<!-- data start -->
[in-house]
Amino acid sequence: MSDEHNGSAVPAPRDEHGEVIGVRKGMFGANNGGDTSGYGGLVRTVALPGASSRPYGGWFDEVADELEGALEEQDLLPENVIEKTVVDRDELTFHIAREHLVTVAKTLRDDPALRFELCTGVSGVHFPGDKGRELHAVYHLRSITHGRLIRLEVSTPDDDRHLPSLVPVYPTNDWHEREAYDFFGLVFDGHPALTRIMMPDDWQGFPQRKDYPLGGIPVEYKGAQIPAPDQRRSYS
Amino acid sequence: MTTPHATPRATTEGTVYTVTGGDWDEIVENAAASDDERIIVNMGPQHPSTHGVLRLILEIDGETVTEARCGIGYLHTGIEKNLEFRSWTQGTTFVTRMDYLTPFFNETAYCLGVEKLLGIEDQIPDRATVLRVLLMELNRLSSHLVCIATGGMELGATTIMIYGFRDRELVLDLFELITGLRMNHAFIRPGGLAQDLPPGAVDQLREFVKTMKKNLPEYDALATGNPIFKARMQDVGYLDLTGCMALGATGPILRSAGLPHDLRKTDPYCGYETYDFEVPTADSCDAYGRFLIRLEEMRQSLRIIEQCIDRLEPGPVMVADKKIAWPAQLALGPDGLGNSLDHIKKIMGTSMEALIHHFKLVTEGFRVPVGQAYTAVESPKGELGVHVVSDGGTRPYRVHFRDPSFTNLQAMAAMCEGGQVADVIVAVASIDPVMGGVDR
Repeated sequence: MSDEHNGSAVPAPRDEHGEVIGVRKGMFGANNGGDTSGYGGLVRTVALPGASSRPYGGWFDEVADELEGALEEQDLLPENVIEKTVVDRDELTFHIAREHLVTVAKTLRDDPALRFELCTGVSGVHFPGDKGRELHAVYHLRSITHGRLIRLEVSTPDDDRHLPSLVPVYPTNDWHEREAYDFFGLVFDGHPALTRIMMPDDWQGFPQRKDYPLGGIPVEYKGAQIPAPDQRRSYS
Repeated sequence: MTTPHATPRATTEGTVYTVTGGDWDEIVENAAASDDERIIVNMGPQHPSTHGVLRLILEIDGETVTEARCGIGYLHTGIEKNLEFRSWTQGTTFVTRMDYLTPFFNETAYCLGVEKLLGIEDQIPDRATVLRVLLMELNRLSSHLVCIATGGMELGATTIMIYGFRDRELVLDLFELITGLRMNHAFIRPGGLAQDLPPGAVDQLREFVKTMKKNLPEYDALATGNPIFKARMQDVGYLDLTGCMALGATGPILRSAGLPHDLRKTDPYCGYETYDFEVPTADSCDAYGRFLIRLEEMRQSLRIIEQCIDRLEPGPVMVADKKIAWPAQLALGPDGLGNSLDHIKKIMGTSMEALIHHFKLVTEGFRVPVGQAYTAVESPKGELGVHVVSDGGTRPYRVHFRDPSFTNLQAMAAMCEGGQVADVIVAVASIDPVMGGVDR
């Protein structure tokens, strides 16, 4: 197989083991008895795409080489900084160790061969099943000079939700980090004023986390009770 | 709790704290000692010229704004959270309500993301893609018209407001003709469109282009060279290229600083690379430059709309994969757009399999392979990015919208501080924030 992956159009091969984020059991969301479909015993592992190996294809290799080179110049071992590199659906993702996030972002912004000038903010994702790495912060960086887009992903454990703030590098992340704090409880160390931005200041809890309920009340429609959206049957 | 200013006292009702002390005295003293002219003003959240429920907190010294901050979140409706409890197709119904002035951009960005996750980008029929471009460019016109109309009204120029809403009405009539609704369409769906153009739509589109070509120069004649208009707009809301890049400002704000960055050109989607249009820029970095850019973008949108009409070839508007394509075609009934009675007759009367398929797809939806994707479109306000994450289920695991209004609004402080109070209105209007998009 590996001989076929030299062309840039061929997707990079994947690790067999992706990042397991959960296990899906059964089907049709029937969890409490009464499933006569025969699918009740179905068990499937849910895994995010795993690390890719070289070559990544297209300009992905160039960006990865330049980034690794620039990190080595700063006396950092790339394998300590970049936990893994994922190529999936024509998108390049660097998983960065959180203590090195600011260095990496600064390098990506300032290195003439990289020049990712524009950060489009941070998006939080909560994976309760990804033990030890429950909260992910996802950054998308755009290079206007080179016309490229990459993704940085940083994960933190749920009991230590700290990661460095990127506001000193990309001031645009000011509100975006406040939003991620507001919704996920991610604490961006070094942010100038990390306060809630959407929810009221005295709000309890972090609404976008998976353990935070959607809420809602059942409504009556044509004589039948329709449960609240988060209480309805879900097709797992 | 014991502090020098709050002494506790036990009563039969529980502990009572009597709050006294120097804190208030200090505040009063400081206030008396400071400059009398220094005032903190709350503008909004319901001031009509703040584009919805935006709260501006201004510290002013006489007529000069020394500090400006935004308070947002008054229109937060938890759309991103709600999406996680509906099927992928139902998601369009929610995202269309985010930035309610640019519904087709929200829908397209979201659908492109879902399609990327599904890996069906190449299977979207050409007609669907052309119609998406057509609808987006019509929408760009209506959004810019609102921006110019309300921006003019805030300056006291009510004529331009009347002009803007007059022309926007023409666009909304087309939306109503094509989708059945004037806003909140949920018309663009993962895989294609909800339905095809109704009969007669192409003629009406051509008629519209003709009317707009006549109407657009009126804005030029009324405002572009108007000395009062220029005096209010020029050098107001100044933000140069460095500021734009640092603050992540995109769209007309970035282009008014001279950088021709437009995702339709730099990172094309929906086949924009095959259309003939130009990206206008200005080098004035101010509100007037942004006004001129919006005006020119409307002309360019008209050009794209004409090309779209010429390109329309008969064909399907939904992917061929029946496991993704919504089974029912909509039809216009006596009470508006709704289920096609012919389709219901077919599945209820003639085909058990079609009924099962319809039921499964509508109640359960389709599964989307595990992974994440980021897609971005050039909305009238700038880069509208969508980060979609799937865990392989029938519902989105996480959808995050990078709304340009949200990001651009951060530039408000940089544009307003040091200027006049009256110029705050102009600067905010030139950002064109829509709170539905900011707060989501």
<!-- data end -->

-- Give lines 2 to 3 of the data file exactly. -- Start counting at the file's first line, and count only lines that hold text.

Amino acid sequence: MSDEHNGSAVPAPRDEHGEVIGVRKGMFGANNGGDTSGYGGLVRTVALPGASSRPYGGWFDEVADELEGALEEQDLLPENVIEKTVVDRDELTFHIAREHLVTVAKTLRDDPALRFELCTGVSGVHFPGDKGRELHAVYHLRSITHGRLIRLEVSTPDDDRHLPSLVPVYPTNDWHEREAYDFFGLVFDGHPALTRIMMPDDWQGFPQRKDYPLGGIPVEYKGAQIPAPDQRRSYS
Amino acid sequence: MTTPHATPRATTEGTVYTVTGGDWDEIVENAAASDDERIIVNMGPQHPSTHGVLRLILEIDGETVTEARCGIGYLHTGIEKNLEFRSWTQGTTFVTRMDYLTPFFNETAYCLGVEKLLGIEDQIPDRATVLRVLLMELNRLSSHLVCIATGGMELGATTIMIYGFRDRELVLDLFELITGLRMNHAFIRPGGLAQDLPPGAVDQLREFVKTMKKNLPEYDALATGNPIFKARMQDVGYLDLTGCMALGATGPILRSAGLPHDLRKTDPYCGYETYDFEVPTADSCDAYGRFLIRLEEMRQSLRIIEQCIDRLEPGPVMVADKKIAWPAQLALGPDGLGNSLDHIKKIMGTSMEALIHHFKLVTEGFRVPVGQAYTAVESPKGELGVHVVSDGGTRPYRVHFRDPSFTNLQAMAAMCEGGQVADVIVAVASIDPVMGGVDR